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This article was published 28/8/2014 (831 days ago), so information in it may no longer be current.
Once it starts, the arms race is almost impossible to avoid.
So says St. Louis Blues forward Ryan Reaves, gazing into the 2014-15 season in the ultra-tough Central Division.
It was already considered by most the deepest division of the NHL, then the teams started bulking and beefing up this off-season, to the point where every member has added one or more significant players. And maybe it was prompted by a keep-up-with-the-Jones attitude.
In St. Louis's case, centre Paul Statsny was one of the league's biggest catches on July 1, moving over from Colorado as an unrestricted free agent.
"From the talk you hear from people around the league, the Central Division is one of the toughest divisions and I tend to agree," Reaves said Thursday after the completion of another summer workout at the MTS Iceplex. "You look at all the teams and they're all stacking up with high-end players and they have really good teams they're putting on the ice.
"I think when you're in a division like that and you're playing those teams many times, you do have to kind of keep up with them. Whether teams are keeping up with us or we're keeping up with Chicago, that doesn't really matter because you have to make sure your product is on the ice and that it can win the division."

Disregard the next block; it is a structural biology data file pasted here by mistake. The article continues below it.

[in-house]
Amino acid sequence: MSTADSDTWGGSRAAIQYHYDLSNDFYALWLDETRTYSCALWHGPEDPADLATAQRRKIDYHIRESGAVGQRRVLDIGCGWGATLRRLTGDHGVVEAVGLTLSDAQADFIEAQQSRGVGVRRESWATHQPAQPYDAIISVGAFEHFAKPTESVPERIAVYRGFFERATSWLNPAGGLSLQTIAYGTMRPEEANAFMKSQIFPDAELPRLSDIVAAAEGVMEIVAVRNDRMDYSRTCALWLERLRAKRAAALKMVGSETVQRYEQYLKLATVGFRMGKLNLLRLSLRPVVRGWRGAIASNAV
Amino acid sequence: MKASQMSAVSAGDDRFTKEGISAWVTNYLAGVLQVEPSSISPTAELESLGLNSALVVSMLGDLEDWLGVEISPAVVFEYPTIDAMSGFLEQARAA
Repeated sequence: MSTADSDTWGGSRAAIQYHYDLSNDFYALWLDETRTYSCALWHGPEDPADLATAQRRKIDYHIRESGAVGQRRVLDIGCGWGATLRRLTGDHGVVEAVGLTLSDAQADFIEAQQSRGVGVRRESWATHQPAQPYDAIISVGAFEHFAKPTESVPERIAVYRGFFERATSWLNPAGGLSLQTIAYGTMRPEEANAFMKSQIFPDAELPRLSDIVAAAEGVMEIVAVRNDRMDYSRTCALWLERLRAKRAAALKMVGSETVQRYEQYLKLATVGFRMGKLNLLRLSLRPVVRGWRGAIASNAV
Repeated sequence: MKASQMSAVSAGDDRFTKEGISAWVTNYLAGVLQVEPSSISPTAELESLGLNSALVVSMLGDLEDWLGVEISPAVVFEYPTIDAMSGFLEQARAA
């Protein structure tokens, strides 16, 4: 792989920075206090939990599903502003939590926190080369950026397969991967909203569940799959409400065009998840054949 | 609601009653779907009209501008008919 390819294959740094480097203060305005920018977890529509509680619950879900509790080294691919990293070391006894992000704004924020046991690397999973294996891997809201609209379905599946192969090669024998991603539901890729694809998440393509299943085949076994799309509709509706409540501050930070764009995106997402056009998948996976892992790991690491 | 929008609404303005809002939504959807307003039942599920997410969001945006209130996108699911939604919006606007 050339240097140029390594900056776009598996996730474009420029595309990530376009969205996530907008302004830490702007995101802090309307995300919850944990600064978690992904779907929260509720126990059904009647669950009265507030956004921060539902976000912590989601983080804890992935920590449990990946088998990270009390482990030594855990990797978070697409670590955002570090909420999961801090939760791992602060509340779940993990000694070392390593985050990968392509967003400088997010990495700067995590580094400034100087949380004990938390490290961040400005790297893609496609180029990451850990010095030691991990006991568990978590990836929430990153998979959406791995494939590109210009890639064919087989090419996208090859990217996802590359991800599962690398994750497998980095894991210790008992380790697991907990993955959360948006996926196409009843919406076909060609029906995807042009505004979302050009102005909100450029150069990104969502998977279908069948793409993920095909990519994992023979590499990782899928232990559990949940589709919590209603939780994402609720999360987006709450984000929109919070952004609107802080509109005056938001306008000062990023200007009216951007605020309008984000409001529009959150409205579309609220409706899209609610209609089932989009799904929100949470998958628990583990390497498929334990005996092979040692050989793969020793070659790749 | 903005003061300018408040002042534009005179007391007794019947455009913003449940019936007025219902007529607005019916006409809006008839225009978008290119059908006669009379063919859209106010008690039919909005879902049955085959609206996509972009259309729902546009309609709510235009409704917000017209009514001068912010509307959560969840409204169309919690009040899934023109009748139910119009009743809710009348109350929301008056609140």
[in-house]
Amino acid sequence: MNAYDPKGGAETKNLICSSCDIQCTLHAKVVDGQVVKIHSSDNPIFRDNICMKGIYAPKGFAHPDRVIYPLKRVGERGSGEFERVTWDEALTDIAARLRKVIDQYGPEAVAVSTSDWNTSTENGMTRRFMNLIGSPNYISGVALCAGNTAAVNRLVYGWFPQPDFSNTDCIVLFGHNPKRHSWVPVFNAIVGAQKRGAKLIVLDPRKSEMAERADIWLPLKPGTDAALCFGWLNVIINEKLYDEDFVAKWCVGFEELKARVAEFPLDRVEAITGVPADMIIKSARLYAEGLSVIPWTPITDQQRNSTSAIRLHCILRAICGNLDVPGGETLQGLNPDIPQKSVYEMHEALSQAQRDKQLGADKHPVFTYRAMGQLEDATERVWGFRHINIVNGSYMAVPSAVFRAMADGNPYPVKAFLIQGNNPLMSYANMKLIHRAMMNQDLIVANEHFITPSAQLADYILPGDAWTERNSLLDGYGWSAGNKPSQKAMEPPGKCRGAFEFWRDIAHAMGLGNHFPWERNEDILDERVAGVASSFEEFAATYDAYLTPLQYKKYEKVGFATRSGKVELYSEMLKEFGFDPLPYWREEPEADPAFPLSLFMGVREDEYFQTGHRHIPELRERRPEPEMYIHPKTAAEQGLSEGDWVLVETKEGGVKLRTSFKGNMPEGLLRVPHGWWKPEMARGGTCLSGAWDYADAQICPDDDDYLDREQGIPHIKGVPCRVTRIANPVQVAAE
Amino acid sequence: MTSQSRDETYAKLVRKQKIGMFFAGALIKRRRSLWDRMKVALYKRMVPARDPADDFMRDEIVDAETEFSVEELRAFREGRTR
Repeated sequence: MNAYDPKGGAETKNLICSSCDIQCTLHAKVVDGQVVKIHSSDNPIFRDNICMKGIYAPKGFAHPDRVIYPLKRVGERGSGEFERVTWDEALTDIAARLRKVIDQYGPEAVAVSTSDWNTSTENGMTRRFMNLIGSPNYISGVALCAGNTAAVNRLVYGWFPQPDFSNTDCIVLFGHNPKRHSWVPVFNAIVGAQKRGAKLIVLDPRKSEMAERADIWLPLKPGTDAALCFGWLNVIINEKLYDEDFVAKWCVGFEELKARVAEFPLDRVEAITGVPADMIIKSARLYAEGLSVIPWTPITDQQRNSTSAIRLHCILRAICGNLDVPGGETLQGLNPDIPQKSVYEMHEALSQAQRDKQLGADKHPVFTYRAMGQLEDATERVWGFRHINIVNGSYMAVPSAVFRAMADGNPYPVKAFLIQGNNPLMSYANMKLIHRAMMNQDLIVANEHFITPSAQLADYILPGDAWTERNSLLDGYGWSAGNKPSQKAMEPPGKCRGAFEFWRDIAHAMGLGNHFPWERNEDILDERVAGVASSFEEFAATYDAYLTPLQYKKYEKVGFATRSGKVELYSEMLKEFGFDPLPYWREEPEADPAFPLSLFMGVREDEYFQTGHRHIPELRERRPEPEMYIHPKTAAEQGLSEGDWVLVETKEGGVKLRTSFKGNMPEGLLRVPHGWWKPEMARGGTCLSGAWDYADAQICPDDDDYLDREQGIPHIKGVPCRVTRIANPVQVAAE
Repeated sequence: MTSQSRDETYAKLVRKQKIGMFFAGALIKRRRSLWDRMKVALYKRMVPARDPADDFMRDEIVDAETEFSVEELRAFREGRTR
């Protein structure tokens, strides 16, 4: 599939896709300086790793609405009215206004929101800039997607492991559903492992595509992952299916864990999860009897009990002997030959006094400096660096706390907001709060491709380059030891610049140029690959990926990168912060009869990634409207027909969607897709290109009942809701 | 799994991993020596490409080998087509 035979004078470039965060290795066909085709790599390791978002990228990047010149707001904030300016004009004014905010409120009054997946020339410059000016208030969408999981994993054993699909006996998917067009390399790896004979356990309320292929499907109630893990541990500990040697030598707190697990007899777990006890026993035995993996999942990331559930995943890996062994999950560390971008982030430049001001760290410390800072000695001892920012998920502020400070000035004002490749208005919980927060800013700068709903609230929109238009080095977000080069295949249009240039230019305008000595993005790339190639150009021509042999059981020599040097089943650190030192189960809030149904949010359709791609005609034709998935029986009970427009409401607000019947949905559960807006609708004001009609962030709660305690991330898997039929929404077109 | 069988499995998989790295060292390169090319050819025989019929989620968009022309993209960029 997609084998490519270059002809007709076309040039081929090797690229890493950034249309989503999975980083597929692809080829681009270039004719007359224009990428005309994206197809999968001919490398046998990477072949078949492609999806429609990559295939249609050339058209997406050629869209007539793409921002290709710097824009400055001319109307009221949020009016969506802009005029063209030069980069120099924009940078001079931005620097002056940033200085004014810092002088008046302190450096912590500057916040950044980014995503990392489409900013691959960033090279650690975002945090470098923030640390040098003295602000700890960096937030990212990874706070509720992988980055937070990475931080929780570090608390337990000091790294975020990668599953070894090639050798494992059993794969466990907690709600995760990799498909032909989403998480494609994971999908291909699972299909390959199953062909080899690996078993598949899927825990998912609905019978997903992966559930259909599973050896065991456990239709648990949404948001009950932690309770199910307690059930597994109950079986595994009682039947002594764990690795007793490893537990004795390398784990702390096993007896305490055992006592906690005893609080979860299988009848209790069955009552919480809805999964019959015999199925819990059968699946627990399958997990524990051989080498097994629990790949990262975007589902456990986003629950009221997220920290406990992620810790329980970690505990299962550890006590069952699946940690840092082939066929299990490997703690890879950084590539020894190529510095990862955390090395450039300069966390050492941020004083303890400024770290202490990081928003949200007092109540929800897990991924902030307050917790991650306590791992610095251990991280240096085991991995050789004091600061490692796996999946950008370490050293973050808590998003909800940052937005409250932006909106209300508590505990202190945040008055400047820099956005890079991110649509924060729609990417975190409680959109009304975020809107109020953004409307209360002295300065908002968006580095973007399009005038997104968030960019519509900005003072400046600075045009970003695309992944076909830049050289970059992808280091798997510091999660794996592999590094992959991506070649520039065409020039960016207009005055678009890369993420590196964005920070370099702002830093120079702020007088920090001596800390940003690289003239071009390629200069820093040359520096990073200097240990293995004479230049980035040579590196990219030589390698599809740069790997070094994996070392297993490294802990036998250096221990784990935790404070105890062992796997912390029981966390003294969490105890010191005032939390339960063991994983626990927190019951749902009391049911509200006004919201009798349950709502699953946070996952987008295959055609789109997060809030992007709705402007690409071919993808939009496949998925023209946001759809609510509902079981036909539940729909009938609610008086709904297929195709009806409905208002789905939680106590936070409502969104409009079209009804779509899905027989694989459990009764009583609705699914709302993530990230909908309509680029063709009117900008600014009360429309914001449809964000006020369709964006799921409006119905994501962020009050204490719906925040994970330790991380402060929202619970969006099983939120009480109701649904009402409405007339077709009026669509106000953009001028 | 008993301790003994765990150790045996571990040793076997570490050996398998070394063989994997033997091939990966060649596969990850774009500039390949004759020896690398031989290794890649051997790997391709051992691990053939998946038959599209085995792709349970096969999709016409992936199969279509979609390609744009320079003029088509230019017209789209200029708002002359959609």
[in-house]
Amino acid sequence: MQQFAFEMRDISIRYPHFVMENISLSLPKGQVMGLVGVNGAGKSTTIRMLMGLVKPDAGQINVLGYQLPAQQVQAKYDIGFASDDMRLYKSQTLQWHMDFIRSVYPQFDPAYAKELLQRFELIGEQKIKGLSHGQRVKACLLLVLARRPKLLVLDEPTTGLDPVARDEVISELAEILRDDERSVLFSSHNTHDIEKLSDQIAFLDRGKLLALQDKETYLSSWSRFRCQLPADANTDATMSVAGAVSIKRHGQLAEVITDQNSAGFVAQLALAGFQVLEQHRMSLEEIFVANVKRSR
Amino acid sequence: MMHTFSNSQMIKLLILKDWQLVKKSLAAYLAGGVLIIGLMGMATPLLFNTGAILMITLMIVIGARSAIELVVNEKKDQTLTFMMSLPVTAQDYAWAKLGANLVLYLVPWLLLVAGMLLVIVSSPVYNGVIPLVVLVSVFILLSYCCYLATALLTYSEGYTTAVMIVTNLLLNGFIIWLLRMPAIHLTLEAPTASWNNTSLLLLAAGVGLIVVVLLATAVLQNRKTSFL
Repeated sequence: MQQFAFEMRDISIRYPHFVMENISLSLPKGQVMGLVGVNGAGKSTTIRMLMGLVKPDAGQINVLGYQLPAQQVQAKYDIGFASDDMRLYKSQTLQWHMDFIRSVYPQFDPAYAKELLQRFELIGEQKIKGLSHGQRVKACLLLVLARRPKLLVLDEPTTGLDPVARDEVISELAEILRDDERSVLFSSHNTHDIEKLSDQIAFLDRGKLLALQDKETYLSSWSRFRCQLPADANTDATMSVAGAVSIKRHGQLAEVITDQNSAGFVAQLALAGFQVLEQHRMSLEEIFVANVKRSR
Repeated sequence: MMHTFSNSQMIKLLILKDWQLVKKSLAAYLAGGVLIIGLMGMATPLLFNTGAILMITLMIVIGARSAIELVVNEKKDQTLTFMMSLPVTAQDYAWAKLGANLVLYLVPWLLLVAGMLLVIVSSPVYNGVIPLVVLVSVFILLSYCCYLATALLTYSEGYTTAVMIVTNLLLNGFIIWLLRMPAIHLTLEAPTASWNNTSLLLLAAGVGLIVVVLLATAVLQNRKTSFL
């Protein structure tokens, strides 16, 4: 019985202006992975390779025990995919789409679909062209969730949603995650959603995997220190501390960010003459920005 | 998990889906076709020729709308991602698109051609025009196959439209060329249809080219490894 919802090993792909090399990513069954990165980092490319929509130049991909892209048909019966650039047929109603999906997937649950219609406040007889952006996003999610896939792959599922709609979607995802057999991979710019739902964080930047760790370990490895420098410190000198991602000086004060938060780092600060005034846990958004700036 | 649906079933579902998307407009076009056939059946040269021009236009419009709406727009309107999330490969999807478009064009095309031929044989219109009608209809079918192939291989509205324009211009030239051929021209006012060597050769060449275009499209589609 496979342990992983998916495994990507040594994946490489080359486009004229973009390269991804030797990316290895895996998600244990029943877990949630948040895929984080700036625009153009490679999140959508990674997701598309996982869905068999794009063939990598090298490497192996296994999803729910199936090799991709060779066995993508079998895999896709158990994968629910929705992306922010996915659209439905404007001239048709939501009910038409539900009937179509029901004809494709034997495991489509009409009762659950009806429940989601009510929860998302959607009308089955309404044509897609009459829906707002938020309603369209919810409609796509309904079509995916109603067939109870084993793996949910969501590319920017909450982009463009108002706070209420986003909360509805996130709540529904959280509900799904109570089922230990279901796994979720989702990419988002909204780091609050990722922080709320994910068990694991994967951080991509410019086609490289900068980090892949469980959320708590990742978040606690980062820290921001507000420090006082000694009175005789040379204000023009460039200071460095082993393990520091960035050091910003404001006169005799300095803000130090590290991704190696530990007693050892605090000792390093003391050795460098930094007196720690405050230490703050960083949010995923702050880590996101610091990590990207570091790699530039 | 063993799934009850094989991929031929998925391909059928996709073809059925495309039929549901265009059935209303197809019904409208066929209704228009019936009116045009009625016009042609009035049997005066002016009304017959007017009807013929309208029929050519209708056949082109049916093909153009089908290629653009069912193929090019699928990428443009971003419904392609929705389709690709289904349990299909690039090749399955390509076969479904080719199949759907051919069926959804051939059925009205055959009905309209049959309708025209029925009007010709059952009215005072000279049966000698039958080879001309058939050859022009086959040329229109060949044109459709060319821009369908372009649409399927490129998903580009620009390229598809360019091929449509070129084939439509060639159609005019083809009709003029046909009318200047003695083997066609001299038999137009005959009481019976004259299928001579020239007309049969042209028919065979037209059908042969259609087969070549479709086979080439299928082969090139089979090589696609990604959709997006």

There was a certain unloving posture when Reaves mentioned the Blackhawks.
A late-season slide of six losses -- one that cost them the 2013-14 regular-season overall and division titles -- and some bad luck pitted his Blues against the Hawks in the playoffs' first round. The first two games of the series went to St. Louis, but it ended with four straight Chicago victories.
This is history the Winnipegger would rather not revisit, something he made more than clear on Thursday.
"I've completely forgotten about it," Reaves said. "I think for the last three years, we've always been talking about last year, how there was an early exit and this year will be different. I'm not going to be talking about last year anymore.
"It is what it is and we didn't get it done and I'm sure we all know that, but we're going to make some changes this year. It's always going to linger in the back of your head and that motivates you, but thinking about it never helps."
The 27-year-old former Brandon Wheat King also made it clear he doesn't much care for the talk of optimists, that it takes a close call or two and a dose or three of disappointment to figure out how to climb the mountain to the Stanley Cup.
"I'd rather not experience that," he said. "I'd rather just push all the way right away. But some teams go through it, where they have a good team and they make that early exit and it stings and it motivates you and hurts you and all the stuff like that.
"I think we're that team. We keep learning from past mistakes, but we haven't quite corrected it yet and I think this year is going to be a correction year."
Reaves has always been a gung-ho sort, fitting his role as a rugged customer (126 PIMs last season) patrolling the right wing.
With 194 NHL games under his belt and now a regular role to play on the Blues, he re-signed this summer, earning a four-year deal with the Blues worth $4.5 million.
The raise and his enthusiasm for what's ahead are healthy.
"I think you can always do more," he said of his summer training. "Since I've been with St. Louis permanently, I've tweaked a couple of things and really started to work on things that they want me to work on. And some things I want to work on, too.
"When you're on a team with as many good players as we have, you always want to be working on the next thing, just to make sure you have that spot on the team. I've been plugging away on things that will help out during the stretch."